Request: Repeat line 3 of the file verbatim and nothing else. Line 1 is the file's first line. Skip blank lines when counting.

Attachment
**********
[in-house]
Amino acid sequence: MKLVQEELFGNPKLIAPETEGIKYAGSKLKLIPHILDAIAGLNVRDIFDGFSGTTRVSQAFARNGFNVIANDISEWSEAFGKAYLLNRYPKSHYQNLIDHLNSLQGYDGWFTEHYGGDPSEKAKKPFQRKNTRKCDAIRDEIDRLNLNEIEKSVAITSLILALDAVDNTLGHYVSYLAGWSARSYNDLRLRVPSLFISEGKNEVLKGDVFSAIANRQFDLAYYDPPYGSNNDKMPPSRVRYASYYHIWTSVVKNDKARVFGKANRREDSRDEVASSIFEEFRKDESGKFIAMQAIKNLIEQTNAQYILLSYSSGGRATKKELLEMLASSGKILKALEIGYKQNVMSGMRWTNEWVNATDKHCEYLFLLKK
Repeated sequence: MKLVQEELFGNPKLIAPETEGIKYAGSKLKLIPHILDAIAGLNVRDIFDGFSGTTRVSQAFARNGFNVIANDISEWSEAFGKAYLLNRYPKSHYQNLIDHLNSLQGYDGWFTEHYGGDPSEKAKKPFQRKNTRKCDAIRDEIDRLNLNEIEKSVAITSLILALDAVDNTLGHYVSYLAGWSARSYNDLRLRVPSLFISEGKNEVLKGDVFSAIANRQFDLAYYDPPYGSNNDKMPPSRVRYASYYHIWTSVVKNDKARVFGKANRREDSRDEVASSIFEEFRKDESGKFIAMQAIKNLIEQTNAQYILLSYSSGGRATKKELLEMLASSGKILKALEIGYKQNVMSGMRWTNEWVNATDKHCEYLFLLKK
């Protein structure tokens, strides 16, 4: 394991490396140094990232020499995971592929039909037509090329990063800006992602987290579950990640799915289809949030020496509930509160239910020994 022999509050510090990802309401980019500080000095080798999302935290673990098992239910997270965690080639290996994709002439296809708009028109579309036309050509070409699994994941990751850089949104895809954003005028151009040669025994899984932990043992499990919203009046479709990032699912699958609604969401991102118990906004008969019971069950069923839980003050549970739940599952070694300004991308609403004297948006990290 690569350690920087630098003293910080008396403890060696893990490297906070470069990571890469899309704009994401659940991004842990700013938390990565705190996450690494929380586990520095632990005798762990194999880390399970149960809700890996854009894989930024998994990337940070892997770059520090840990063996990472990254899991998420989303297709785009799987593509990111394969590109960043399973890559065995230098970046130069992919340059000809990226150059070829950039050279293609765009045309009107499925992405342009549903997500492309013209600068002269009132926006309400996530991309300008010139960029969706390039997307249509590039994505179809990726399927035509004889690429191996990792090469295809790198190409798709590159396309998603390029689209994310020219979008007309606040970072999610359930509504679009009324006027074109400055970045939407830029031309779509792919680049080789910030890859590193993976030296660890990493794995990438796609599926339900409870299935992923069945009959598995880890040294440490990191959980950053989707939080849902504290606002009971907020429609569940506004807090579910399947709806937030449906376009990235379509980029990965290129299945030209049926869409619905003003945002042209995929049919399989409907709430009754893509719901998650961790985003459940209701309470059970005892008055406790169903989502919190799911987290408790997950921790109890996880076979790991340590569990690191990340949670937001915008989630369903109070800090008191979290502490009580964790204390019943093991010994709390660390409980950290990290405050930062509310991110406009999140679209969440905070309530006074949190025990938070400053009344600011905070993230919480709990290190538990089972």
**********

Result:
Repeated sequence: MKLVQEELFGNPKLIAPETEGIKYAGSKLKLIPHILDAIAGLNVRDIFDGFSGTTRVSQAFARNGFNVIANDISEWSEAFGKAYLLNRYPKSHYQNLIDHLNSLQGYDGWFTEHYGGDPSEKAKKPFQRKNTRKCDAIRDEIDRLNLNEIEKSVAITSLILALDAVDNTLGHYVSYLAGWSARSYNDLRLRVPSLFISEGKNEVLKGDVFSAIANRQFDLAYYDPPYGSNNDKMPPSRVRYASYYHIWTSVVKNDKARVFGKANRREDSRDEVASSIFEEFRKDESGKFIAMQAIKNLIEQTNAQYILLSYSSGGRATKKELLEMLASSGKILKALEIGYKQNVMSGMRWTNEWVNATDKHCEYLFLLKK